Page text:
Carey Denniston, Nikolai Ishchuk, Allison Maletz, Jackie Mock   |   Unfamiliar

04.06.2013 - 05.12.2013

PRESS RELEASE

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The family portrait by nature is something known, recognizable and readable. Traditionally the subjects are posed and the visual territory is mapped out for the participants and the viewers. It memorializes a moment in time so that it will stay alive in the memories of all of the family members portrayed.

In the group exhibition, Unfamiliar, family portraiture is dissected and manipulated until it manifests other narratives outside of the ideal. Each of the artists featured in the exhibition question both the concept and the outcome of the family portrait. They do not represent a memory that the family can share.  Their works reveal dysfunction in the tradition of imagery and documentation, perhaps showing a more honest appraisal of the family unit they are depicting.

Carey Denniston’s work, Records II, is a meditation on the life of her father. After he died, she found his work logs among his things, with pages of esoteric notes. Denniston made photograms from the work logs, creating an inverse of the original, turning the work notes into unreadable clues to his daily life. In contrast, Allison Maletz depicts unity and closeness in her sound piece Cheek to Cheek (Family Portrait) and her painting Totem Pole. In the former, Maletz records different family members individually singing the Irving Berlin song “Cheek to Cheek”. She then layers each individual rendition so that it becomes a chorus sung all together. The result – while showing absolute togetherness – is both dissonant and alienating; their voices in unison but they are not hearing or listening. Again this is consistent with a known concept of family but undermines the preserved and idealized family portrait.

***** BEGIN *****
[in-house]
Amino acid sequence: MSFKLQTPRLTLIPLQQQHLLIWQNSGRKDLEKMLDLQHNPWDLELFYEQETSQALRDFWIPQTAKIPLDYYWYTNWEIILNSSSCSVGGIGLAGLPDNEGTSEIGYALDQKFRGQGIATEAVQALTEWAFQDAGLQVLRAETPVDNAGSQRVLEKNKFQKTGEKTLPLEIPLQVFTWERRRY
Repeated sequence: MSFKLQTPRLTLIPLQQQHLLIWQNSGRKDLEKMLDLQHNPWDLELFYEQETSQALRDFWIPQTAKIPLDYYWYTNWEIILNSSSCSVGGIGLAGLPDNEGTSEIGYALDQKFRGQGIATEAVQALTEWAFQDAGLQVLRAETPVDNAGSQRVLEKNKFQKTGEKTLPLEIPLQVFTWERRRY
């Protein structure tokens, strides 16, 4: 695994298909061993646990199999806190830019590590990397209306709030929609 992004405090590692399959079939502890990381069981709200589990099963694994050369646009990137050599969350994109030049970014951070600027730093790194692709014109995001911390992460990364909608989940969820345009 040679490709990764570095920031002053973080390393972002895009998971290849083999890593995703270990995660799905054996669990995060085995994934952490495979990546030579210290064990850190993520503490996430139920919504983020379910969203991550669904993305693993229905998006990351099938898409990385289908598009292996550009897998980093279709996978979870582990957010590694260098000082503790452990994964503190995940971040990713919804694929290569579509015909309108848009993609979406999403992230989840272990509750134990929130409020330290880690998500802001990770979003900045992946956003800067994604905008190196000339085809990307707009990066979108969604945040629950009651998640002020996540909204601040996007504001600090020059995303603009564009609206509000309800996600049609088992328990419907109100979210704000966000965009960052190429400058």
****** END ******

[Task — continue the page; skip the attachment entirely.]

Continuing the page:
Nikolai Ishchuk uses the traditions of photography and the family snapshot in his series Offset, but as the title suggests, each photograph has been manipulated so that the image is shifted from its center, and thereby upset, suggestive of a less harmonious narrative. To emphasize this, Ishchuk matches each photograph with an image depicting monochromatic interstitial space, highlighting the gap rather than the family unit.

With each of the artists there is a feeling of excavation in terms of what a family is made of and what it becomes. In Jackie Mock’s works this is portrayed literally. She shows her family unit through their teeth – the last vestige of physical human remains. By collating the wisdom teeth of her brother, her own milk teeth from childhood, a gold cap belonging to her mother and placing them in a raccoon skull (again denoting the digging up of remains) she is preserving their physicality as well as the memories attached. Whilst being material and fixed, the piece reflects back on memory and oscillates in the realm of family and portraiture.

In Unfamilar, each artist explores the area between closeness and dissonance in families and how far the concept of portraiture goes to explaining that. Their works reveal the gap between the known and the jarringly surreal until we as the viewer end up on unfamiliar terrain.

 

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